and help hungry people.

Restoring the New Year for Animals would have many additional benefits, including (1) showing the relevance of Judaism’s eternal teachings to today’s critical issues, (2) improving the image of Judaism for many people, by showing its compassionate side, and (3) attracting disaffected Jews through reestablishing a holiday that they find relevant and meaningful.

Rosh Hashanah LaBeheimot occurs on Rosh Chodesh Elul, the first day of the Hebrew moth of Elul (from sunset on August 6 to sunset on August 7 in 2013). Since that date ushers in a month-long period of introspection, during which Jews are to examine their deeds and consider how to improve their words and actions before the holidays of Rosh Hashanah and Yom Kippur, this is an ideal time for Jews to consider how to apply Judaism’s splendid teachings on compassion to animals to reduce the current massive mistreatment of animals on factory farms and in other settings.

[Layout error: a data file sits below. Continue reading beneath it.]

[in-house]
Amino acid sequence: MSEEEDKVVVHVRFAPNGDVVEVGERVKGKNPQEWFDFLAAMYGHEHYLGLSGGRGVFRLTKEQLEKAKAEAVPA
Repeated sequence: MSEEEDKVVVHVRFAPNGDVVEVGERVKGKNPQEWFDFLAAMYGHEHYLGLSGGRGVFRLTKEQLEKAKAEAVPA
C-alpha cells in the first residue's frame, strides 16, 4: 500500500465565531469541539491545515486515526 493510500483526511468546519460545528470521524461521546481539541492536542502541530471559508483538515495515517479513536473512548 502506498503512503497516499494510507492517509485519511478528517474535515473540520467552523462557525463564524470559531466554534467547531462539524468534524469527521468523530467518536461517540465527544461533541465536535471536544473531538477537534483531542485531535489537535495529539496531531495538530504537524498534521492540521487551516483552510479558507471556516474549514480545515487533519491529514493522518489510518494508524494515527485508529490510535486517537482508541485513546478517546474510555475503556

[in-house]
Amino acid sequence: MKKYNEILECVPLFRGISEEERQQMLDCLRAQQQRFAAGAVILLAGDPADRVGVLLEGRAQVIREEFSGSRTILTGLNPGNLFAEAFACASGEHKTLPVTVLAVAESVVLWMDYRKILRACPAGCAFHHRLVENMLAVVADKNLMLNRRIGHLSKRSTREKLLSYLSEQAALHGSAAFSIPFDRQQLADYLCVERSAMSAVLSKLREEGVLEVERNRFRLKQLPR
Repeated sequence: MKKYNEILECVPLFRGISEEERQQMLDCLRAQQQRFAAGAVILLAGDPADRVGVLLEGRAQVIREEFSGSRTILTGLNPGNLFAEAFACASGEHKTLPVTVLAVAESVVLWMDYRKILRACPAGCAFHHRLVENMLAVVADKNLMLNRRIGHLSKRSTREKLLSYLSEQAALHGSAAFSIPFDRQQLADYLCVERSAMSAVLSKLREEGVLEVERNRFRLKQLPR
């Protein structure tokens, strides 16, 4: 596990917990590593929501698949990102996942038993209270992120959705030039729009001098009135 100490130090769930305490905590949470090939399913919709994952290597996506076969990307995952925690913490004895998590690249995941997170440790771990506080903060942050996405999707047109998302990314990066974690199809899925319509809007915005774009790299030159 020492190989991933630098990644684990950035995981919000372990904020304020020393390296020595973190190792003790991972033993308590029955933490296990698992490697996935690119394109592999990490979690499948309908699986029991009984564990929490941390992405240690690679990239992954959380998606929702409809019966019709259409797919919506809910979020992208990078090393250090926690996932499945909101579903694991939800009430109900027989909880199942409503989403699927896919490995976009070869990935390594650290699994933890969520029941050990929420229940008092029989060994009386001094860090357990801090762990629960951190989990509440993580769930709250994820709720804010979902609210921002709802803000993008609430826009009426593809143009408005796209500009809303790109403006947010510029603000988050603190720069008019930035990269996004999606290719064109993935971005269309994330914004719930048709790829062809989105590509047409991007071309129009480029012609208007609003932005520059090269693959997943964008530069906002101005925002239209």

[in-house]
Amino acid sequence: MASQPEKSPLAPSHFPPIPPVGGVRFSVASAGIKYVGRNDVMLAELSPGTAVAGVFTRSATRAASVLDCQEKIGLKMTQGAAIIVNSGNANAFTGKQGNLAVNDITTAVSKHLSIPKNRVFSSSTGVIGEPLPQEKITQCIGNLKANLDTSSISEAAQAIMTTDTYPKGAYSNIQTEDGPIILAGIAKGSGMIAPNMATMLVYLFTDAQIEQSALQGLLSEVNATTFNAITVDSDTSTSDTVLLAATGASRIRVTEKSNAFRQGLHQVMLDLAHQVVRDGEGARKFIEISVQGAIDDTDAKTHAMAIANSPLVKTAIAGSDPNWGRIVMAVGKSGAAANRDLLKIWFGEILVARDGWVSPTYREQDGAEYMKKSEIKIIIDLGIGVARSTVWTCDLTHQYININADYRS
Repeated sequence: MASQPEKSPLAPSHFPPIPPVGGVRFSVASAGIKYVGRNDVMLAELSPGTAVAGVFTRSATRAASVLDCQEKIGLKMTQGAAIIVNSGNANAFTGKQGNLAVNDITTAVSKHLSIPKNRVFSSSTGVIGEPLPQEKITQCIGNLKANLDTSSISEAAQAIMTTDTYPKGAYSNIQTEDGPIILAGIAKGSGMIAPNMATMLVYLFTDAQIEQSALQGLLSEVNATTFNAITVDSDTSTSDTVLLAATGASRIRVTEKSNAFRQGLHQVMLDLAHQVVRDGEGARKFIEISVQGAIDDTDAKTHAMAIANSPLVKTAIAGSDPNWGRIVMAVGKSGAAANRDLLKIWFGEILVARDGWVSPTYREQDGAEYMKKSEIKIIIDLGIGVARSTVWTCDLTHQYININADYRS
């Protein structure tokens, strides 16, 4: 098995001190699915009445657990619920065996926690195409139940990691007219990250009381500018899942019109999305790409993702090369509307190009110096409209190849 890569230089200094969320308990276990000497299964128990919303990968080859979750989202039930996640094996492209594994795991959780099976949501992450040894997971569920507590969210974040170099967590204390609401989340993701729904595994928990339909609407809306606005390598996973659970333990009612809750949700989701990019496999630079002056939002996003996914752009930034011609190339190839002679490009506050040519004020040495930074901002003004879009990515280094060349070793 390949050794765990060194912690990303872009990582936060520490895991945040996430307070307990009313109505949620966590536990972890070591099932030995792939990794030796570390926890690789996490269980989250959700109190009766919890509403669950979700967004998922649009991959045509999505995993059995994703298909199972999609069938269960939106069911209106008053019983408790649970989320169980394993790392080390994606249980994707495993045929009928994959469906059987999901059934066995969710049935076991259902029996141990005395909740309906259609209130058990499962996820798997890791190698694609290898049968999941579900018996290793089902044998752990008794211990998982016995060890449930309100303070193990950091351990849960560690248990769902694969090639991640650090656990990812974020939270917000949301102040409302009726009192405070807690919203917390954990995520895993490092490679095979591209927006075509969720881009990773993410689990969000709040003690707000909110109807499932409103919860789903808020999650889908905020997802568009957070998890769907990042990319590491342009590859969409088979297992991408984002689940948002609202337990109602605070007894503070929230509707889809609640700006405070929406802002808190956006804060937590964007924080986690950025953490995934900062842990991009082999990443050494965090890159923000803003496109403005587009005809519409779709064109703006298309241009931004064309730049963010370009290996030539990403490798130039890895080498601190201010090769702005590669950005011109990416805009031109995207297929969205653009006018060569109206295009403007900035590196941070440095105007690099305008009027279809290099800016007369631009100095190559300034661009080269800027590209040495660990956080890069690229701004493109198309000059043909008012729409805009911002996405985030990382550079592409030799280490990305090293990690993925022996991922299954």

Anyone interested in celebrating the New Year for Animals this year can contact me at, and I will send background mater, a Haggadah draft, and ritual ideas.

1 Reply to "Restoring and Transforming the Ancient New Year for Animals"

  • Richard Schwartz
    July 25, 2013 (11:11 am)

    Messages of support from rabbis and other Jewish leaders
    We need to be aware of the realities of the global meat industry. It is our responsibility to apply Jewish teachings to how we obtain our food, use natural resources, and live alongside other animals.
 Suzanne Barnard, director of the International Jewish Vegetarian Society, London.
    It is a great joy that we should reactivate a day to honor the holy relationship between the human and animal worlds, as per Genesis 1:29 and 1:30, where all of the animal and human species will be restored to a vegan way of life …. and with that a new level of peace will unfold on the planet. This is something to bring about and celebrate. Rabbi Gabriel Cousens, M.D. Director of Tree of Life Foundation and author of Torah as a Guide to Enlightenment.